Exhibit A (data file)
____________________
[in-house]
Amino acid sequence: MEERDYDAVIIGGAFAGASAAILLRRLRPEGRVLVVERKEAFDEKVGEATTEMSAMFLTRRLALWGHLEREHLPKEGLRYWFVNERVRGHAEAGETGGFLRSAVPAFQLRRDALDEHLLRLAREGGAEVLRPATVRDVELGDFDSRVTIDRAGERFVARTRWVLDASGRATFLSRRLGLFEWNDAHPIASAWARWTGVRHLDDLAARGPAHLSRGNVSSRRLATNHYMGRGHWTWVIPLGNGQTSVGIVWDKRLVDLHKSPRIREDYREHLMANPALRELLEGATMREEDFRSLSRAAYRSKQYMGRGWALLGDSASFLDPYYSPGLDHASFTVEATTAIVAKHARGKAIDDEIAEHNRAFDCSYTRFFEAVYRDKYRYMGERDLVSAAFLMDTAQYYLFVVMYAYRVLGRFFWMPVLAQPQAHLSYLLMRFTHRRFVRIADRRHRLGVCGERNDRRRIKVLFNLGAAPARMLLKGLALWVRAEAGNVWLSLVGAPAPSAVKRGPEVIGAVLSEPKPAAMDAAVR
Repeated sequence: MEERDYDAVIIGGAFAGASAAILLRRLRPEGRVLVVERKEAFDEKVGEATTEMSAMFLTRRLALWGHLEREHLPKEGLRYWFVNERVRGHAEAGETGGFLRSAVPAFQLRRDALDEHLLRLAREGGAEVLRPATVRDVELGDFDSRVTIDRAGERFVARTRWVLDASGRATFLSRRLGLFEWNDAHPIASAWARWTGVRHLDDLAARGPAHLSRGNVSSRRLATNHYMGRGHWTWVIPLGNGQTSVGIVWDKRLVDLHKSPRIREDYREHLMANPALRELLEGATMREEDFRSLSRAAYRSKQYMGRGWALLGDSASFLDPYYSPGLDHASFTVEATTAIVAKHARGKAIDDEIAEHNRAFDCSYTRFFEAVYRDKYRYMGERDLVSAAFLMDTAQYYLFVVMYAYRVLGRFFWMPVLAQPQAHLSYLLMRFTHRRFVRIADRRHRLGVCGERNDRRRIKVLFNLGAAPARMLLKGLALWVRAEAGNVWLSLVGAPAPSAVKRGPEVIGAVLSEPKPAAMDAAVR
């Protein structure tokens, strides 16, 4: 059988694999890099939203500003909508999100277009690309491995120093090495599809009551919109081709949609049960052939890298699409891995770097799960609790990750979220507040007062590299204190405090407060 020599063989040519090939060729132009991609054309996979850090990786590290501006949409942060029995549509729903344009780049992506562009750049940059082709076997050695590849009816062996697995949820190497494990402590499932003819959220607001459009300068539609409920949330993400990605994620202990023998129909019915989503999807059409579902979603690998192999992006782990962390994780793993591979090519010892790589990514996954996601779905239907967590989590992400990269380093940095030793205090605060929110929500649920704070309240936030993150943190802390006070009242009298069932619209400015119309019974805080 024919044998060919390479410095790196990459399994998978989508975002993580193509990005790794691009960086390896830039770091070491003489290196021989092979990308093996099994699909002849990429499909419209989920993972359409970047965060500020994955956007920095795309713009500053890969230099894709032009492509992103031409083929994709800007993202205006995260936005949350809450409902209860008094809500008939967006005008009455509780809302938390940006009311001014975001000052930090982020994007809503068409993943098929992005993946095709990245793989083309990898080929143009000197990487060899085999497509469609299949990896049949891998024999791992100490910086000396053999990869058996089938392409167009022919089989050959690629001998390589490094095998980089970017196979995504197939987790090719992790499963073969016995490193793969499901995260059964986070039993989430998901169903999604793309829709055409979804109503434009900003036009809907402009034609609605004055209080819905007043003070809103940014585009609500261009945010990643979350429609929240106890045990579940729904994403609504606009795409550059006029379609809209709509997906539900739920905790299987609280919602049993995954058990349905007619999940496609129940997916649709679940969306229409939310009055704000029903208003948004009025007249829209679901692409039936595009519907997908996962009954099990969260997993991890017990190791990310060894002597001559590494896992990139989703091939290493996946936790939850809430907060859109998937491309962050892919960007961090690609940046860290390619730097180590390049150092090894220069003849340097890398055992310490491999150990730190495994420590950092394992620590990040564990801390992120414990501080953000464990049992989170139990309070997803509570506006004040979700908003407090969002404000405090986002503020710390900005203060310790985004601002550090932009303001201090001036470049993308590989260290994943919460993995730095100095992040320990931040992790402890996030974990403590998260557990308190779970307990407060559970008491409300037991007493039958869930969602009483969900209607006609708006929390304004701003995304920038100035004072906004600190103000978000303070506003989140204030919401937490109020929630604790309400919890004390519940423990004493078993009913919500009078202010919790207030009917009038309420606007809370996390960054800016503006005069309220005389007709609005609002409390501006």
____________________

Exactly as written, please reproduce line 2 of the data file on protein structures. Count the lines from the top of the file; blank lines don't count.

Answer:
Amino acid sequence: MEERDYDAVIIGGAFAGASAAILLRRLRPEGRVLVVERKEAFDEKVGEATTEMSAMFLTRRLALWGHLEREHLPKEGLRYWFVNERVRGHAEAGETGGFLRSAVPAFQLRRDALDEHLLRLAREGGAEVLRPATVRDVELGDFDSRVTIDRAGERFVARTRWVLDASGRATFLSRRLGLFEWNDAHPIASAWARWTGVRHLDDLAARGPAHLSRGNVSSRRLATNHYMGRGHWTWVIPLGNGQTSVGIVWDKRLVDLHKSPRIREDYREHLMANPALRELLEGATMREEDFRSLSRAAYRSKQYMGRGWALLGDSASFLDPYYSPGLDHASFTVEATTAIVAKHARGKAIDDEIAEHNRAFDCSYTRFFEAVYRDKYRYMGERDLVSAAFLMDTAQYYLFVVMYAYRVLGRFFWMPVLAQPQAHLSYLLMRFTHRRFVRIADRRHRLGVCGERNDRRRIKVLFNLGAAPARMLLKGLALWVRAEAGNVWLSLVGAPAPSAVKRGPEVIGAVLSEPKPAAMDAAVR